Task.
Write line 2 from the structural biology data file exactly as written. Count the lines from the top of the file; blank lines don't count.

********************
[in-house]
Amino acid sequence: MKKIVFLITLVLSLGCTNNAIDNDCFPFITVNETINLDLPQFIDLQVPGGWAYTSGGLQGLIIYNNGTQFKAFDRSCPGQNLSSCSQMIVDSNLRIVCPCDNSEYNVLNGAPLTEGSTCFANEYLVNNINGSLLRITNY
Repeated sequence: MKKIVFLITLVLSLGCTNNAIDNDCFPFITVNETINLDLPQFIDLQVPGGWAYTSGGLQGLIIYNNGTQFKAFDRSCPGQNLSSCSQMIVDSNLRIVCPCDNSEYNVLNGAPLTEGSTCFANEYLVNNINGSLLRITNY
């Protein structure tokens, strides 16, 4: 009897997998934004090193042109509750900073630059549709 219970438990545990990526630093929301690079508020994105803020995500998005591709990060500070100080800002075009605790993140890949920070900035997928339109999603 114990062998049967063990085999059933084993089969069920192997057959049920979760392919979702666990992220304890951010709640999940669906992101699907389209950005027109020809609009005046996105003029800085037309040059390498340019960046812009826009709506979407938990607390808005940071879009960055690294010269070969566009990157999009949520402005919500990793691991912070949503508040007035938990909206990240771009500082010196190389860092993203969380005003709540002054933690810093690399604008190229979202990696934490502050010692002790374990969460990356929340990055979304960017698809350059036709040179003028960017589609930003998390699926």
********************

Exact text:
Amino acid sequence: MKKIVFLITLVLSLGCTNNAIDNDCFPFITVNETINLDLPQFIDLQVPGGWAYTSGGLQGLIIYNNGTQFKAFDRSCPGQNLSSCSQMIVDSNLRIVCPCDNSEYNVLNGAPLTEGSTCFANEYLVNNINGSLLRITNY